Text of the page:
Goodbye, boneless chicken.
Food retailers across North America are swapping boneless chicken legs for less popular thighs and drumsticks as a wave of shutdowns at meatpacking plants has reduced supplies of sought-after cuts.
Covid-19 infections among workers at some of the largest meat processing plants in the U.S. and Canada have reduced slaughter capacity, and in some cases the types of cuts available. Outbreaks have shut down almost a third of U.S. pork capacity and the growing wave of disruptions has spurred plans by President Donald Trump to order meat-processing plants to remain open.
In Canada, Cargill Inc. has idled its beef plant in High River, Alberta, which accounts for about 40 per cent of Canada’s processing capacity while JBS SA’s beef plant in Brooks, Alberta, is running at about half capacity.
Quebec-based Goodfood Market Corp., which delivers meals on a subscription basis, said it will be substituting its regular boneless chicken for bone-in thighs, legs and drumsticks as the poultry industry shifts away from de-boning to ramp up production.
“Poultry suppliers are still facing labor shortages and many of them are operating with less than 50 per cent of their regular workforce,” Goodfood Chief Executive Officer Jonathan Ferrari wrote in an email to customers.
“To ensure the essential supply of chicken for Canadians across the country, the poultry industry as a whole is shifting away from de-boning chicken legs to increase their production capacity.”
Ferrari also wrote that the company is working to secure a frozen beef supply in case shutdowns at Alberta’s beef suppliers disrupt the supply chain.
New Meat Selection
Grocers generally are accepting cuts of meat that require more cutting by their in-house butchers to keep their meat counters as full as possible, said Michael Young, president of Canada Beef.
Meat such as sirloin and strip loins that would have typically been sent to restaurants before the pandemic shuttered businesses are now increasingly sold by retailers who are offering them in different sizes to get the price point down, he said. Companies are taking products that would have been used by the food service industry and redirecting it for retail sale. That means forgoing thin-cut meats that would require more time to process.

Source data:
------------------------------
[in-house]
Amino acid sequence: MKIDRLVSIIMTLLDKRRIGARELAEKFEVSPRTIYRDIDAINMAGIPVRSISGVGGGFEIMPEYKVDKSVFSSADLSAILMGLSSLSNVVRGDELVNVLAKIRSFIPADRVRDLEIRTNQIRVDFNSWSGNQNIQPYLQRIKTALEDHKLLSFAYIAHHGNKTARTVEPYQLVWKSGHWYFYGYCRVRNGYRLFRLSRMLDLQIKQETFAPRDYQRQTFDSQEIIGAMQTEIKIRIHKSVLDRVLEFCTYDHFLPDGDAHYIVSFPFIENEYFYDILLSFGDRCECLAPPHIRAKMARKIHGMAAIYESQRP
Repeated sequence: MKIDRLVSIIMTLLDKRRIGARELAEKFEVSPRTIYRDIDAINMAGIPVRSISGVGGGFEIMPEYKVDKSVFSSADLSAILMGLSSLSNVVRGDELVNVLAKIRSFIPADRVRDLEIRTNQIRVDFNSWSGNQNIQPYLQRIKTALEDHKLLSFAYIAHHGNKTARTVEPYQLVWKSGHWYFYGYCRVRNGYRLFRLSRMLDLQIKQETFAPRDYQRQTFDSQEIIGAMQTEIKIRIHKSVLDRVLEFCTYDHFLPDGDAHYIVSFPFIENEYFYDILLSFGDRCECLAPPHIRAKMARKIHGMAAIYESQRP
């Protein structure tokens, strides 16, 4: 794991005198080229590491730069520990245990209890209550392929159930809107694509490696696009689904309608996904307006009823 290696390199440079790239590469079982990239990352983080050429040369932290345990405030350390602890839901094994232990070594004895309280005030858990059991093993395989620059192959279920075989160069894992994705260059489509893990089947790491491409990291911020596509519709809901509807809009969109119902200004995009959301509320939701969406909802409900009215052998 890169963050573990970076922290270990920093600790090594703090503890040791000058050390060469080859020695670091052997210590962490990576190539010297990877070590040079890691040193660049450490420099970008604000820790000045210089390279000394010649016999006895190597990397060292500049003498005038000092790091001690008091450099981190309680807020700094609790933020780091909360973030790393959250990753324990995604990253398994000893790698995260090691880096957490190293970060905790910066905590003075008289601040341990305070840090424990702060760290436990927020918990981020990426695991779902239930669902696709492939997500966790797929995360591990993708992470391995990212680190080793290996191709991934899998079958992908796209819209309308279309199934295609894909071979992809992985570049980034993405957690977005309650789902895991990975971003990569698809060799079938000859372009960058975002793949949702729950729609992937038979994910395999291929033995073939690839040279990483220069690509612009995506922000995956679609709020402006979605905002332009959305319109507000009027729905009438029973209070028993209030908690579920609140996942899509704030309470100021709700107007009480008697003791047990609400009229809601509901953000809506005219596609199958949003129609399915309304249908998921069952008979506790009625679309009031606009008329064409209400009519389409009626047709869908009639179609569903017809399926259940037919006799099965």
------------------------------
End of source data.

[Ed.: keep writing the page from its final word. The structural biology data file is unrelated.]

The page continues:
Grocers are also trying to find a way to sell so-called “end cuts” from the leg or trunk that consumers may be unfamiliar with. That includes promoting the idea of grilling marinated round steaks -- from the leg of a cow -- on the barbecue to make it more tender, Young said.
Consumers in grocery stores around the world might notice larger packages of meat instead of individual steaks or smaller portions, said Brian Sikes, head of Cargill’s protein and salt businesses. While the company’s plants primarily produce the same products for retail and food-service, they might cut or package them slightly differently, he said.
“We know they’re buying cuts that they’ve never bought before,” Young said Wednesday by telephone.
Even in Europe, where supply disruptions have not been as severe, grocers are trying to get retail customers to eat cuts of meat that restaurants usually buy. In the U.K., there’s been an uptick in sales of steaks and other cuts of meat less popular with retail customers, according to Nick Allen, chief executive of the British Meat Processors’ Association. Big retailers have been putting these cuts on sale to encourage shoppers to buy, Allen said. A lot more ground meat is typically sold by comparison, which causes an imbalance.
“We’re just waiting to see if enough has changed to eat our way out of the problem,” Allen said.
--With assistance from Isis Almeida, Greg Ritchie and Jonathan Roeder.